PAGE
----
In a recent Canadian talk, the exiled Iranian artist Shirin Neshat took on Trump, feminism, the art world’s shortcomings and more.
Merray Gerges interviews Joële Walinga, director of Cave Small Cave Big, a surrealist short film written and designed by two five-year-old girls.
An open-ended, multi-voiced, online manifesto repositions feminism, technology and the political left.
UK artist and filmmaker Isaac Julien is in Toronto to revive two older works at the ROM—ones that feel uncannily relevant to current politics. Merray Gerges interviews.
This year, art in Toronto has been defined by links—both failed and successful—between online and IRL exhibitions, and between politics and culture.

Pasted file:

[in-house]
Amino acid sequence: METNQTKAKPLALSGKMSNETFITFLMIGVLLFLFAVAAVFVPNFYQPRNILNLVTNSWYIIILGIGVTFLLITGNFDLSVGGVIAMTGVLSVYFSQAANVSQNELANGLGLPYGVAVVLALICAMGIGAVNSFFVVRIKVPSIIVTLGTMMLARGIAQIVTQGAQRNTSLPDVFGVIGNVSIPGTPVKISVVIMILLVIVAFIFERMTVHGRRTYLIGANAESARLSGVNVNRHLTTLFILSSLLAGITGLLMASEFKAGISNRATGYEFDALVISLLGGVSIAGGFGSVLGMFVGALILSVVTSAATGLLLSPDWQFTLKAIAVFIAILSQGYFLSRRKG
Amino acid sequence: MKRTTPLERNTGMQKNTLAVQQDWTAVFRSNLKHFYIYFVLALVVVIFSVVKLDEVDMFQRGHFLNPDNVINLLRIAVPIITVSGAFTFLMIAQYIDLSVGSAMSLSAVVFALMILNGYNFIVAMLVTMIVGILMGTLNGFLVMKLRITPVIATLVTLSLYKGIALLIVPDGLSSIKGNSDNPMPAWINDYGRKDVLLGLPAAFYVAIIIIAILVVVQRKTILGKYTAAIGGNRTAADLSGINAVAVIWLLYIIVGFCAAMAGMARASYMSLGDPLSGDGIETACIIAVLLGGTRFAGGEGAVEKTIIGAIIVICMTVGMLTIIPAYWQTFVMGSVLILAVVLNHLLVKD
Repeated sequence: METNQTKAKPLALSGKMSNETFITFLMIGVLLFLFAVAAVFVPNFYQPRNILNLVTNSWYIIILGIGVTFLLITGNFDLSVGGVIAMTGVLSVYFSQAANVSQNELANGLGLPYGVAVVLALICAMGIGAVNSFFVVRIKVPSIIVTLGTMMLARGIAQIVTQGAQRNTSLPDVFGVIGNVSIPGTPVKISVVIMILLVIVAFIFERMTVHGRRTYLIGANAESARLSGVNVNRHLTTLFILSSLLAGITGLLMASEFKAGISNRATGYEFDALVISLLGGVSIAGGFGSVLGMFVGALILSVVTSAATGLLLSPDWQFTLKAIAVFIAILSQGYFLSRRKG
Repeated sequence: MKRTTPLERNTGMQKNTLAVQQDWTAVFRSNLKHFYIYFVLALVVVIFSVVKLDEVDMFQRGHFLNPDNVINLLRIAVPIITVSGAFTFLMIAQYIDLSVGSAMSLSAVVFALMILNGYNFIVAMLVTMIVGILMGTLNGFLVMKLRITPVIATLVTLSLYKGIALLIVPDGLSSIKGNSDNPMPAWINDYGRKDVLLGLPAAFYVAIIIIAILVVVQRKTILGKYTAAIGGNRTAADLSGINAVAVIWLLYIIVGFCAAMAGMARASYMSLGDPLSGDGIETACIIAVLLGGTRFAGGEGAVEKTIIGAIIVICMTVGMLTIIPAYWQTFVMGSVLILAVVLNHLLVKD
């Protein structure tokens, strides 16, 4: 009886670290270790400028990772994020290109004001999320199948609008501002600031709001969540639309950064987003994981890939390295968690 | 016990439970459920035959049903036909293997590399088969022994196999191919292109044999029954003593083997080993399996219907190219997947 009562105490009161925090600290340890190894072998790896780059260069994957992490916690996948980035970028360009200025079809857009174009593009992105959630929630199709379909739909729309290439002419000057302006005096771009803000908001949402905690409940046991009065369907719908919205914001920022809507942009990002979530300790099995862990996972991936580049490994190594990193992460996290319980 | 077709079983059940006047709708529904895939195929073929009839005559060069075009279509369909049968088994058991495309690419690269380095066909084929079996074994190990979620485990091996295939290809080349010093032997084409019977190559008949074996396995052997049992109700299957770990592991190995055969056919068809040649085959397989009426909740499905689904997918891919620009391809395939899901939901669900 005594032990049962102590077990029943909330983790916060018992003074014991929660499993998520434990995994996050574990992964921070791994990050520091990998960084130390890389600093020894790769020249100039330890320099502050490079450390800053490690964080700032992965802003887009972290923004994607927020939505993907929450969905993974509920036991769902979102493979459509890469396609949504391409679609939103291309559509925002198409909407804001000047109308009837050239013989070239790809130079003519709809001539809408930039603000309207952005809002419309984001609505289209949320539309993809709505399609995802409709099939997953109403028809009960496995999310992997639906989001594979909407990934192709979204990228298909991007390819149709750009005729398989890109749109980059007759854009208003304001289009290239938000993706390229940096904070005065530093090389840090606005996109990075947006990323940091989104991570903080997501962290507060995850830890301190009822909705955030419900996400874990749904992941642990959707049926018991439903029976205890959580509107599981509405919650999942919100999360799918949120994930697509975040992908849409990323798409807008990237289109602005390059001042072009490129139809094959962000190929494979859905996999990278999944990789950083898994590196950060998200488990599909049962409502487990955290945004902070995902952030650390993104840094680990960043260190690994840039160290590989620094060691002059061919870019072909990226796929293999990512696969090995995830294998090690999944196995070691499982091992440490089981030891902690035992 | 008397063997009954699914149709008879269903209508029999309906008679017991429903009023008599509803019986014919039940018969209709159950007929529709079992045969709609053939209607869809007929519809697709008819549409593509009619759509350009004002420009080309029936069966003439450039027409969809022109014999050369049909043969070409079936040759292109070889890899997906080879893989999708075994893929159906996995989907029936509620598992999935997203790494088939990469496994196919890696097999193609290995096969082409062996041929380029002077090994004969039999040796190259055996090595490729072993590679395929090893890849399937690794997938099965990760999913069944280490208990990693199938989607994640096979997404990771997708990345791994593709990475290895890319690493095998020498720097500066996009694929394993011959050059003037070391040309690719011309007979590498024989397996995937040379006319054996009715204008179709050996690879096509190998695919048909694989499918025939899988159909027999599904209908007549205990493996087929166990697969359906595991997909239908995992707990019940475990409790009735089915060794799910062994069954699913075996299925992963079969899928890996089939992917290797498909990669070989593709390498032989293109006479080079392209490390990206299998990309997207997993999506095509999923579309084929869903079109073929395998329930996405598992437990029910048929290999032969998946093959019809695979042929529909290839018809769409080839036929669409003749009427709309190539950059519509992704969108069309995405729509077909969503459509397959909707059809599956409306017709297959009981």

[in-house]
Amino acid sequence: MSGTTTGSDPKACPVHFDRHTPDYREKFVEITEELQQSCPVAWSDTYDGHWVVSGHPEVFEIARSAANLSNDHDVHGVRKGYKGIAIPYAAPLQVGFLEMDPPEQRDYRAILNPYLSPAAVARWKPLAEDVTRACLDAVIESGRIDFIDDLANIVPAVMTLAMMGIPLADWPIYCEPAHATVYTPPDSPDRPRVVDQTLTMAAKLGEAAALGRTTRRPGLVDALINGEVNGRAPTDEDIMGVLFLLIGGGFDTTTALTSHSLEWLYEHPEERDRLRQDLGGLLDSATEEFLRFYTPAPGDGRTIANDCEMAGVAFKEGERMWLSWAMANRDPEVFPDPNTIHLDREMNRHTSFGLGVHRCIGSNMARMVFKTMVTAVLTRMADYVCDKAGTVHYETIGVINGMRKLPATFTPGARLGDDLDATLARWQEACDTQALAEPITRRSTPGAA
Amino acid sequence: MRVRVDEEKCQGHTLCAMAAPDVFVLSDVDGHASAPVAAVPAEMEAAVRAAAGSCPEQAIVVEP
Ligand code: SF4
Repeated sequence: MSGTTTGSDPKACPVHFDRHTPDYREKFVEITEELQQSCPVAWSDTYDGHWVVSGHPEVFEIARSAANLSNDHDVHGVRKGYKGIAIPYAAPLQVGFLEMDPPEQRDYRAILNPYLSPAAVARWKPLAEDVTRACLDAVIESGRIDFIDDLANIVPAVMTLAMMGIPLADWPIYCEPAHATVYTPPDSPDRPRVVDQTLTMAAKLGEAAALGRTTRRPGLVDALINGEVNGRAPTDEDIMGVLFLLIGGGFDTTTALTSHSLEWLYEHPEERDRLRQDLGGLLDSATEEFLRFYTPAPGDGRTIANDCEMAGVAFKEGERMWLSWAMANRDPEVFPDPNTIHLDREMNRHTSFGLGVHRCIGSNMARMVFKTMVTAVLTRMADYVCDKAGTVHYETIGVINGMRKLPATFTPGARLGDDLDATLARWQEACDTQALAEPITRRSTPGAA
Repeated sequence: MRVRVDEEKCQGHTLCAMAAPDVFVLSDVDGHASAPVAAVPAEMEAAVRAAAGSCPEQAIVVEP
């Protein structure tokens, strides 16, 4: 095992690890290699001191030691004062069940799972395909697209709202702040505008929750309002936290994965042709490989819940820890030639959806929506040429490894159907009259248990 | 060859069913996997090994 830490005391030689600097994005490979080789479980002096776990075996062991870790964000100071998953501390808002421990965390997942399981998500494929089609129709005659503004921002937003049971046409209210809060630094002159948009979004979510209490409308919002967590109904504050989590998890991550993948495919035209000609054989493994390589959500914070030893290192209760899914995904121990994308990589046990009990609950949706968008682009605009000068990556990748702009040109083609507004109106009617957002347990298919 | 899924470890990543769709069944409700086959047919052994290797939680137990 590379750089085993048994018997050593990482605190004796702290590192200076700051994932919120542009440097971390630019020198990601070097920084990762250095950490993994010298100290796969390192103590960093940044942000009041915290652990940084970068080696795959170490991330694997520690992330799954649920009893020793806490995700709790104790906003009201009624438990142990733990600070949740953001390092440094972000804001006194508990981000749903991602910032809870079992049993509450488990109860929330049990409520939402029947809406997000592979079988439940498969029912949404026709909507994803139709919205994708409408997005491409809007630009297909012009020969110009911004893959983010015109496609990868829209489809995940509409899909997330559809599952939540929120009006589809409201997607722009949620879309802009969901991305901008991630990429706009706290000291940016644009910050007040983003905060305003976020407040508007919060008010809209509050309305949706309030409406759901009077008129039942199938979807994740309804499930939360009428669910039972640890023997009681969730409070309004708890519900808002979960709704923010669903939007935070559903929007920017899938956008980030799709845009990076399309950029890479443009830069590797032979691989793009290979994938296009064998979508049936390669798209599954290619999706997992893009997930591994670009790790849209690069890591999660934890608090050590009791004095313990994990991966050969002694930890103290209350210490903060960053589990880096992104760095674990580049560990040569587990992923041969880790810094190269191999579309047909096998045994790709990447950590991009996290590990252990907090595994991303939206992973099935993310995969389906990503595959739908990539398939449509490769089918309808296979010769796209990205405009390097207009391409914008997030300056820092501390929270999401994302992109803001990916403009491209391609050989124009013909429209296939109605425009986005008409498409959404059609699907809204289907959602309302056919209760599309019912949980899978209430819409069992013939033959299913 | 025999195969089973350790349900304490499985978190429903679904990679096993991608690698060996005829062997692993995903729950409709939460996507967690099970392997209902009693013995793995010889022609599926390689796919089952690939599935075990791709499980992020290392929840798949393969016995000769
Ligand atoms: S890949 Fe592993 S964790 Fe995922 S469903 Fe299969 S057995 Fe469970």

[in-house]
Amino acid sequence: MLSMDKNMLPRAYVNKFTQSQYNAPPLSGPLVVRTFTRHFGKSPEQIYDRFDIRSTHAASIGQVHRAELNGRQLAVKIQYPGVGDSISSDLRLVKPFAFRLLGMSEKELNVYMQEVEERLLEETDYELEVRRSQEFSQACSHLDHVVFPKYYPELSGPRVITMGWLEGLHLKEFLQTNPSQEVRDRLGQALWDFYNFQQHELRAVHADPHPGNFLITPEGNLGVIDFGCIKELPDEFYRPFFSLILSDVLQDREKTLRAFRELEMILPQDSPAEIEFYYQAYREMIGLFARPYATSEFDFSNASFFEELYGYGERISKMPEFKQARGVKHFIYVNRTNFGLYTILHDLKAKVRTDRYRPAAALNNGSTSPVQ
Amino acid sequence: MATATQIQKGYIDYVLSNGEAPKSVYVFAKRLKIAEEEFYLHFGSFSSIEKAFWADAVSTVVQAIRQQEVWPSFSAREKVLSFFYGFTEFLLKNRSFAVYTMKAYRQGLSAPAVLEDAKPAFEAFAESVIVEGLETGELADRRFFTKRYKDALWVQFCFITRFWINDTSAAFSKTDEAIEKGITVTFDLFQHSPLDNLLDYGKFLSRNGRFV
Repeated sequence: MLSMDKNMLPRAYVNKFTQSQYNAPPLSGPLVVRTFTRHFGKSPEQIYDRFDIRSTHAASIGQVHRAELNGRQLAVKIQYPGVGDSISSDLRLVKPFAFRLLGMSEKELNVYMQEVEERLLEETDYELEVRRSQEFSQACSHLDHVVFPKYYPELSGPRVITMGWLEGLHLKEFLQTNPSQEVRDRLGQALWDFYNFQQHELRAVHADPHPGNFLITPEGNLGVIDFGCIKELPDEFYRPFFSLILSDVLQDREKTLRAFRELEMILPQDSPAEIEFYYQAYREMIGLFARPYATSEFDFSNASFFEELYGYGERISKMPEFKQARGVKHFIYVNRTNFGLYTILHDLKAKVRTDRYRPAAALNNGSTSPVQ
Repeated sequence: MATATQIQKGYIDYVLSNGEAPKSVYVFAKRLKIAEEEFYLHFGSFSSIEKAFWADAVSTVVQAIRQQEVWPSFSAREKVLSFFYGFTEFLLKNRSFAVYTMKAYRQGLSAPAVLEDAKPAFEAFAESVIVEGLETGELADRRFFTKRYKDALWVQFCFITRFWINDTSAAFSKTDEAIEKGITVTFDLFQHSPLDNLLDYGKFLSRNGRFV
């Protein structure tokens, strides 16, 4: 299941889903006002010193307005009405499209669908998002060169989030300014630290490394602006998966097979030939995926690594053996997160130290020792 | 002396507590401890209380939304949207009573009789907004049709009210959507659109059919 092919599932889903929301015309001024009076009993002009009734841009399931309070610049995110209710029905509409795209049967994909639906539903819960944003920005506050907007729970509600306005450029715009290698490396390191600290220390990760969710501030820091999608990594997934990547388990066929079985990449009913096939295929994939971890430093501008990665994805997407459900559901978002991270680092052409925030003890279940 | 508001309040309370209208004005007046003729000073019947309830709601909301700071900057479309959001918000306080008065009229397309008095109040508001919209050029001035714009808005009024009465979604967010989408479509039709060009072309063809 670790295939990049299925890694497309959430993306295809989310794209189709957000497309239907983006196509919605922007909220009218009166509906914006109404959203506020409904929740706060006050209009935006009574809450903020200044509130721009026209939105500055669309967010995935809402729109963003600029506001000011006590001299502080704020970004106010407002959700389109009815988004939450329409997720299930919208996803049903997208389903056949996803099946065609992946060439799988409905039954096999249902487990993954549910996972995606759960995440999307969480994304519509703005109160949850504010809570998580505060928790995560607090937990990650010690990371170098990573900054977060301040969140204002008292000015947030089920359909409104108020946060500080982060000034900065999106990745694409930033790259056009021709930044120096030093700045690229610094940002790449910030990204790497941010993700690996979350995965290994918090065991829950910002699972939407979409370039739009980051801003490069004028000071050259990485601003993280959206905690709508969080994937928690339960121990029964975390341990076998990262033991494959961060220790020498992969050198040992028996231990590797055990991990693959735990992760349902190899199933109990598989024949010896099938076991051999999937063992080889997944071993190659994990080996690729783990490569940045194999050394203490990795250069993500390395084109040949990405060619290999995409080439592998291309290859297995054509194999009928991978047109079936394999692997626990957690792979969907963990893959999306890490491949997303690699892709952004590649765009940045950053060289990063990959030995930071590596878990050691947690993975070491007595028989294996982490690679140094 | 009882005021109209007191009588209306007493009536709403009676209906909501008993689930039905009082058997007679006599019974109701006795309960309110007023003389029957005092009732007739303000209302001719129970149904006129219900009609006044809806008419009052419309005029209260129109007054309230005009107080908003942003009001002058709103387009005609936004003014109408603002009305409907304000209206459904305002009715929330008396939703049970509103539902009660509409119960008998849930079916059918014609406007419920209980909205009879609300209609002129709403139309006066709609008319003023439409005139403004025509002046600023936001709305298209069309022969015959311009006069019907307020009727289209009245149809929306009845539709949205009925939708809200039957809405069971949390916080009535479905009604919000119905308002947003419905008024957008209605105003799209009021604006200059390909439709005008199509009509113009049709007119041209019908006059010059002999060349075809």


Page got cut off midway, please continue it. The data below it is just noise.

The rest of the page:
After the US election, what does contemporary art look like? A contemplation at La Biennale de Montreal, the day of Trump’s victory.
Artist Duane Linklater includes work by his grandmother, Ethel, and son, Tobias, in a Toronto show that spans generations and geographies.
Many museums and galleries have been holding nightclub-style events in an attempt to win new audiences. This transformation is tough, Merray Gerges writes.
How can you ever be yourself in the art world when your self is a neocolonial commodity?
#BlackLivesCDNSyllabus, a crowdsourced anti-oppression project, has some great reads from old art mags. What is its impact in the art world and beyond?